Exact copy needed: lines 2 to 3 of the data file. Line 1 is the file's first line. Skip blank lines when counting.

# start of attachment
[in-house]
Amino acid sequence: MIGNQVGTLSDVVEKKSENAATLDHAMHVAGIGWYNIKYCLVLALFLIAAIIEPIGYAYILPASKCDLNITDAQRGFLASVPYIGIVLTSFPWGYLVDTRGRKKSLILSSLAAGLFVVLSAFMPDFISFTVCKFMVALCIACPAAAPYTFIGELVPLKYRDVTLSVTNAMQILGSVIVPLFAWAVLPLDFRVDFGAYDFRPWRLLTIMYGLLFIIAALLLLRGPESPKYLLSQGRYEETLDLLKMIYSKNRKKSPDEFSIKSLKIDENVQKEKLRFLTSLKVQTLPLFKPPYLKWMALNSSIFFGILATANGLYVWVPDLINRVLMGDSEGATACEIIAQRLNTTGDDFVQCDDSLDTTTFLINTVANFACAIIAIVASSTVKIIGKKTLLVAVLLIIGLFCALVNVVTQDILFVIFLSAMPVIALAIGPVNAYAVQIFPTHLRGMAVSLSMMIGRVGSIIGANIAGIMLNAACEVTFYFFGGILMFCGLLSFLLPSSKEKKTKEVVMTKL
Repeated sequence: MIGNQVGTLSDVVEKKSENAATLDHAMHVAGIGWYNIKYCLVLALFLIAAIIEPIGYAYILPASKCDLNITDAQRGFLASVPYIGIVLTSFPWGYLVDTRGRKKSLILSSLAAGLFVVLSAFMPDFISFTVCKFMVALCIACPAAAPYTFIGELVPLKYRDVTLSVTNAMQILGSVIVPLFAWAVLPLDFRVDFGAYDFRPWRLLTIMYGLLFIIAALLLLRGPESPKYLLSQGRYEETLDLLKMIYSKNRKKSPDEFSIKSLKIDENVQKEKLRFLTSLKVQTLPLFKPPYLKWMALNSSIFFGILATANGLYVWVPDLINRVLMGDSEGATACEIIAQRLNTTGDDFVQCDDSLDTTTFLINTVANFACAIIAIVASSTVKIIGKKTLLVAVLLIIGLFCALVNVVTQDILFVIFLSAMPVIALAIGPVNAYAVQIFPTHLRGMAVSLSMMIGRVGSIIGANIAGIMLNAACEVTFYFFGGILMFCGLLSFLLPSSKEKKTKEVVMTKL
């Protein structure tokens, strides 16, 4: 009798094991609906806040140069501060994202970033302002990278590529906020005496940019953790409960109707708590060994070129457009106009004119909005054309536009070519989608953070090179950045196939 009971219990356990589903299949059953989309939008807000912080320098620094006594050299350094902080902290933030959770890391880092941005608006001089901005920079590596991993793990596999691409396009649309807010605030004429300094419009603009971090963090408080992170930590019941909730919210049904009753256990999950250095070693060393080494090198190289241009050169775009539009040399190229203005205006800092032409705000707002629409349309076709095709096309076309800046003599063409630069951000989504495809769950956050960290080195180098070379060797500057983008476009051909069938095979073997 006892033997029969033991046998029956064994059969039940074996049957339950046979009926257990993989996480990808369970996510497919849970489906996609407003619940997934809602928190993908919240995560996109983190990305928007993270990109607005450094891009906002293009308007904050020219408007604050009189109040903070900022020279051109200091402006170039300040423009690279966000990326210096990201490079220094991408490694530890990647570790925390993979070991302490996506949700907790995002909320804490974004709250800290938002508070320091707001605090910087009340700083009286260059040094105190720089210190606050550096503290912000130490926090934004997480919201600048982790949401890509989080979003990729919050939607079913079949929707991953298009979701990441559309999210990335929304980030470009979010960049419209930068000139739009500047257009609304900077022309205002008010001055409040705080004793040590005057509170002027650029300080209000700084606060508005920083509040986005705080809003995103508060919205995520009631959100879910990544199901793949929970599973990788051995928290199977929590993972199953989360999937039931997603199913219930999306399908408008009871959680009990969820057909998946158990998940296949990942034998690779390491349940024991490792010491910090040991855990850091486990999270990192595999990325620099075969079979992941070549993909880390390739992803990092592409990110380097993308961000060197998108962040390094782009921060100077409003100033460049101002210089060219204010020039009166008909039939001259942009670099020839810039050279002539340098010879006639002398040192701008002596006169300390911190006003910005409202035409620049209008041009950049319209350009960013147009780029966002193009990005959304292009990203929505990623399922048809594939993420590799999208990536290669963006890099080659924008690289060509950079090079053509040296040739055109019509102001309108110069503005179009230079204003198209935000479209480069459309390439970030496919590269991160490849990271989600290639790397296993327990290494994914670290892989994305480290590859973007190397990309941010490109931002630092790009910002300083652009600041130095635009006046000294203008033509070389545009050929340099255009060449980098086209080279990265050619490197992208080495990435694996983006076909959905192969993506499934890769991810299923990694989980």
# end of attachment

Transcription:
Amino acid sequence: MIGNQVGTLSDVVEKKSENAATLDHAMHVAGIGWYNIKYCLVLALFLIAAIIEPIGYAYILPASKCDLNITDAQRGFLASVPYIGIVLTSFPWGYLVDTRGRKKSLILSSLAAGLFVVLSAFMPDFISFTVCKFMVALCIACPAAAPYTFIGELVPLKYRDVTLSVTNAMQILGSVIVPLFAWAVLPLDFRVDFGAYDFRPWRLLTIMYGLLFIIAALLLLRGPESPKYLLSQGRYEETLDLLKMIYSKNRKKSPDEFSIKSLKIDENVQKEKLRFLTSLKVQTLPLFKPPYLKWMALNSSIFFGILATANGLYVWVPDLINRVLMGDSEGATACEIIAQRLNTTGDDFVQCDDSLDTTTFLINTVANFACAIIAIVASSTVKIIGKKTLLVAVLLIIGLFCALVNVVTQDILFVIFLSAMPVIALAIGPVNAYAVQIFPTHLRGMAVSLSMMIGRVGSIIGANIAGIMLNAACEVTFYFFGGILMFCGLLSFLLPSSKEKKTKEVVMTKL
Repeated sequence: MIGNQVGTLSDVVEKKSENAATLDHAMHVAGIGWYNIKYCLVLALFLIAAIIEPIGYAYILPASKCDLNITDAQRGFLASVPYIGIVLTSFPWGYLVDTRGRKKSLILSSLAAGLFVVLSAFMPDFISFTVCKFMVALCIACPAAAPYTFIGELVPLKYRDVTLSVTNAMQILGSVIVPLFAWAVLPLDFRVDFGAYDFRPWRLLTIMYGLLFIIAALLLLRGPESPKYLLSQGRYEETLDLLKMIYSKNRKKSPDEFSIKSLKIDENVQKEKLRFLTSLKVQTLPLFKPPYLKWMALNSSIFFGILATANGLYVWVPDLINRVLMGDSEGATACEIIAQRLNTTGDDFVQCDDSLDTTTFLINTVANFACAIIAIVASSTVKIIGKKTLLVAVLLIIGLFCALVNVVTQDILFVIFLSAMPVIALAIGPVNAYAVQIFPTHLRGMAVSLSMMIGRVGSIIGANIAGIMLNAACEVTFYFFGGILMFCGLLSFLLPSSKEKKTKEVVMTKL